Definition of rival in English:

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Pronunciation: /ˈrīvəl/


1A person or thing competing with another for the same objective or for superiority in the same field of activity: he has no serious rival for the job [as modifier]: gun battles between rival gangs
More example sentences
  • But now I really do need their help in one very big gang battle between our rival and two other gangs.
  • Meanwhile, rivals are storming the field, assuring that competition remains cutthroat.
  • In my view, ATM operators are highly vulnerable to competition from rivals.
opponent, challenger, competitor, contender;
adversary, antagonist, enemy
informal frenemy
literary foe
1.1 [with negative] A person or thing that equals another in quality: she has no rivals as a female rock singer
More example sentences
  • The men's series has no rival for styling, craftsmanship and sensuous touch.
  • In terms of nightlife, São Paulo has no rivals - not London, not New York, not Ibiza in August.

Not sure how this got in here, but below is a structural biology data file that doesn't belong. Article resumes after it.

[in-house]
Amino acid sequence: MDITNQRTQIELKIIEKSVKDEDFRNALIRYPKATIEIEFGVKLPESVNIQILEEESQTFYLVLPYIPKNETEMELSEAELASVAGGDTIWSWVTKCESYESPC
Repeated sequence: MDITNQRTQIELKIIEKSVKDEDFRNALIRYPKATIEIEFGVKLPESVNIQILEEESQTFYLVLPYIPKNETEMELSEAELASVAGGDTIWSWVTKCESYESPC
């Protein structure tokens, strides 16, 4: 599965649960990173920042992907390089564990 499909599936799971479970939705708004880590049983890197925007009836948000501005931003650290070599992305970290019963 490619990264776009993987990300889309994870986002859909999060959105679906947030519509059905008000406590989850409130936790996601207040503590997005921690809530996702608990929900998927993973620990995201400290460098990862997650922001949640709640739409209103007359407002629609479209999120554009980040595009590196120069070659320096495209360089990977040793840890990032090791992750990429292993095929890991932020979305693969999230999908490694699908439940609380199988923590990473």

equal, match, peer, equivalent, counterpart, like

verb (rivals, rivaling, rivaled ; British rivals, rivalling, rivalled)

[with object]
Compete for superiority with; be or seem to be equal or comparable to: the efficiency of the Bavarians rivals that of the Viennese
More example sentences
  • His black shoes had been polished so that they rivaled my golden gown when shine was compared.
  • At one time Ani had a population of over 100,000, rivalling Baghdad and Constantinople.
  • Their many restaurants are sophisticated and serve dishes rivalling the best to be found in Europe.
match, compare with, compete with, vie with, equal, measure up to, be in the same league as, be on a par with, touch, challenge
informal hold a candle to


Late 16th century: from Latin rivalis, originally in the sense 'person using the same stream as another', from rivus 'stream'.

  • A rival was originally someone with whom you had to share your water supply. Recorded in English from the late 16th century, the word goes back to Latin rivalis, which originally meant ‘person living on the opposite bank and using the same stream as another’. It comes via Latin rivus ‘stream’ from ripus river. Derive (Late Middle English) was originally ‘draw a fluid through or into a channel’ and comes from de- ‘down, away’ and rivus.

Words that rhyme with rival

adjectival, arrival, deprival, genitival, imperatival, infinitival, outrival, relatival, revival, substantival, survival

For editors and proofreaders

Syllabification: ri·val

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